The main focus for current loans has been on import substitution industries (currently 6 projects have been financed to a total value of around 9 billion Tenge, including manufacture of corn syrup, recycled paper for cardboard, and machinery for the oil sector). In addition to this role, the SDB also acts as the government's agent to coordinate implementation of selected projects on a fee basis.


There are other laws that determine the division of responsibilities between akimat (local government executive bodies) and maslikhat (local legislative council), Law on Local State Government (No. 148–II) and Law on the Control of Execution of Republican and Local Budgets (No.286–II)


For example, pensions, higher education, national debt service, and tertiary health are responsibilities of the republican budget, while basic education, local police, targeted social assistance, local roads are responsibilities of local governments; both levels are responsible for secondary education.


Recently, a Commission on Decentralizing State Functions has been set up to review the system of intergovernmental relations and suggest avenues for reforms.


Among other things Article 6(4) of the budget system law requires a republican Budget Commission to be set up. Up to the 2002 budget this had been done each year under presidential decree, but has now been established on a permanent basis. Local executive bodies are required to set up similar bodies. The republican commission is chaired by the Prime Minister and includes all deputy prime ministers (including the Minister of Finance), the deputy head of the presidential commission, the head of the executive office of the president, 4 deputies of parliament (2 from the senate and 2 from the Majilis), the Minister of Economy and Trade, the Minister for State Development, the Chairman of the State Planning Agency, the Chairman of the Agency Regulating Natural Monopolies, the Minister for Justice, and the Governor of the NBK.


Noting, however, that the budget system law was recently amended (see footnote 19 below) to exclude stabilization flows to the National Fund of the Republic of Kazakhstan (NFRK)from the definition of government revenue. Transfers to NFRK for the purpose of achieving the saving objective of the NFRK is included in the republican budget; see Box 1 for an explanation of this objective.


This term is used in Kazakhstan to describe the key documentation used to incorporate in the budget, monitor, and evaluate all budget programs, after appraisal in the indicative plan. Passports contain an assessment of the program/subprogram cost (over three years, rolled forward each year), its legal basis, sources of financing, objectives, expected results, timeframe, and administrative responsibility.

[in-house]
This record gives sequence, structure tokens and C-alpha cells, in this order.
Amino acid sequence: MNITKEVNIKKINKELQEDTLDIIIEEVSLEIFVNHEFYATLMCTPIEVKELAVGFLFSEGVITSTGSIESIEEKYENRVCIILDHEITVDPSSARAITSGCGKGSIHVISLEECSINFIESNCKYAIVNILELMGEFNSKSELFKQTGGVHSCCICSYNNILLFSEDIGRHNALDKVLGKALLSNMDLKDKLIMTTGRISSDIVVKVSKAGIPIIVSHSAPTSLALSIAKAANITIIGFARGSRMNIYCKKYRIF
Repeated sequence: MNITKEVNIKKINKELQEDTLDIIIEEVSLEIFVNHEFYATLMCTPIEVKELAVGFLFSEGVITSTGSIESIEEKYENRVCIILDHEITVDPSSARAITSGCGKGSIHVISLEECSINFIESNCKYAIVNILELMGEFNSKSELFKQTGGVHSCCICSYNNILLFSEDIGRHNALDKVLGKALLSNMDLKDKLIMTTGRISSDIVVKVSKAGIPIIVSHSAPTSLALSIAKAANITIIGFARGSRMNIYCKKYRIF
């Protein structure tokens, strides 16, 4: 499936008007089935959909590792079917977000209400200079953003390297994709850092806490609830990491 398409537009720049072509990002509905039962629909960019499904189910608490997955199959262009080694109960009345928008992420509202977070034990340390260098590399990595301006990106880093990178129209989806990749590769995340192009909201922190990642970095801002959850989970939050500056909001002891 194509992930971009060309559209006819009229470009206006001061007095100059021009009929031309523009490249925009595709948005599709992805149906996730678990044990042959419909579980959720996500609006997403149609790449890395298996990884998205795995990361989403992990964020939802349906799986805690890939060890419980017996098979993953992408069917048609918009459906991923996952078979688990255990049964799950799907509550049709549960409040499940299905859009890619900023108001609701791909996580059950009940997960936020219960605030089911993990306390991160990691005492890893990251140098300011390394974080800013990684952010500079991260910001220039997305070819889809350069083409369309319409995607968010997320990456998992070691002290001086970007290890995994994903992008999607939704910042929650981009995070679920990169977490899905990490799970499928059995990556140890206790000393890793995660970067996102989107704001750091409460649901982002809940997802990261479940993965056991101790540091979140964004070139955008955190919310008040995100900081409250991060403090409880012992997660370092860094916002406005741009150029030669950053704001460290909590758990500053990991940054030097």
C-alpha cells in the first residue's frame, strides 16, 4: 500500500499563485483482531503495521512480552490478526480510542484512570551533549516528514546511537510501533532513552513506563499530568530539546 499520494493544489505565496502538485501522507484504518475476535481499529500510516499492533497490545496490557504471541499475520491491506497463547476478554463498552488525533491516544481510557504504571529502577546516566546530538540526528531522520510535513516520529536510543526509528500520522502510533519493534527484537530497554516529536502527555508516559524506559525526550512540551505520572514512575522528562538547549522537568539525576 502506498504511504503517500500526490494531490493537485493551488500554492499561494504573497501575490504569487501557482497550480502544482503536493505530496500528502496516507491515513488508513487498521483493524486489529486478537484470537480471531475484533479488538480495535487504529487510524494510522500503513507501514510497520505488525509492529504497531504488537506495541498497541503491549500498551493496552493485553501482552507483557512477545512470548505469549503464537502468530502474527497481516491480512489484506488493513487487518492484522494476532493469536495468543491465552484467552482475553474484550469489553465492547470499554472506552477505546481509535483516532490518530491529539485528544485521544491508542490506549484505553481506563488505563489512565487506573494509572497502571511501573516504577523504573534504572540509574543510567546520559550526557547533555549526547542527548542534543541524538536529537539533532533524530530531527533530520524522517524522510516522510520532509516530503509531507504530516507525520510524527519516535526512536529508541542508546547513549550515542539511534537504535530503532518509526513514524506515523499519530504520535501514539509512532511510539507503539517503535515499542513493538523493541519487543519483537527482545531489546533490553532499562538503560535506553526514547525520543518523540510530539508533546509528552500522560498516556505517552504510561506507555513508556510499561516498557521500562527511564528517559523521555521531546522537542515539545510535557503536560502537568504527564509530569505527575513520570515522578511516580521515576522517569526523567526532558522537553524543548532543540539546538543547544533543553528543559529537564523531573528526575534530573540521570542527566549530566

Decree 543 Article 10(2).


Fiscal vulnerability describes a situation where a government is exposed to the possibility of failure to meet its aggregate fiscal policy objectives. Fiscal risk, a component of fiscal vulnerability, is the risk arising from “unforeseen” changes in the underlying assumptions of fiscal policy, in general, and the budget, in particular.


Additional details are also found in IMF country Report No. 02/63, March 2002, available on the IMF web site. This is the first IMF staff report on Kazakhstan that has been placed in the public domain. Subsequent to the ROSC discussions the authorities introduced measures which they informed the mission are aimed at overcoming the issues described. In particular, Resolution 832 of July 25, 2002 On approval of Rules for the Financial Procedures for Budget Execution and Maintenance of Reporting Forms (Periodic and Annual) for State Institutions and amendments to the budget system law (passed on October 31, 2002) are aimed at determining compensatory transfers on the basis of total revenue rather than individual revenue sources and thus in principle appear to address the problems highlighted in the final paragraph of this box.


See On the National Fund of the Republic of Kazakhstan, Decree of the President No. 402 of August 23 2000; and Rules for the Establishment and Use of the National Fund of the Republic of Kazakhstan, Decree of the President No. 543 of January 29, 2001. The budget system law and the NBK law were amended to incorporate the establishment of the NFRK; see law 182–II ZRK of May 3, 2001.


Moving away from the former sharing of individual taxes towards an allocation of the entire tax instrument to the republican or regional authorities, the only exceptions being production sharing revenues, and VAT in the City of Astana, which remain shared. Taxes thus streamlined were the CIT; royalties, VAT (excluding Astana) and bonuses, which will now accrue fully to the republic. (Budget System Law, as amended December 6,2000).


See, respectively, Government’s Resolution No. 655 of May 18, 2001, On an Agreement on Fiduciary Management of the National Fund of the Republic of Kazakhstan; NBK Executive Board Resolution No 237 of June 20, 2001, On Confirming the Regulations Governing Investment Operations of the Republic of Kazakhstan National Fund (also known as resolution 787); Government’s Resolution No. 631 of May 14, 2001, Rules for the Crediting of Money to the National Fund of the Republic of Kazakhstan and its Use; and Government’s Resolution No. 1011 of July 26, 2001, On Approval of Rules for Selecting an Independent Auditor to Perform the Annual External Audit of the Republic of Kazakhstan National Fund.


The sector, for the purpose of the NFRK, consists of 9 oil and 3 non–ferrous metals companies. The taxes affected include royalties, VAT, corporate income tax, and production sharing revenues and other bonuses.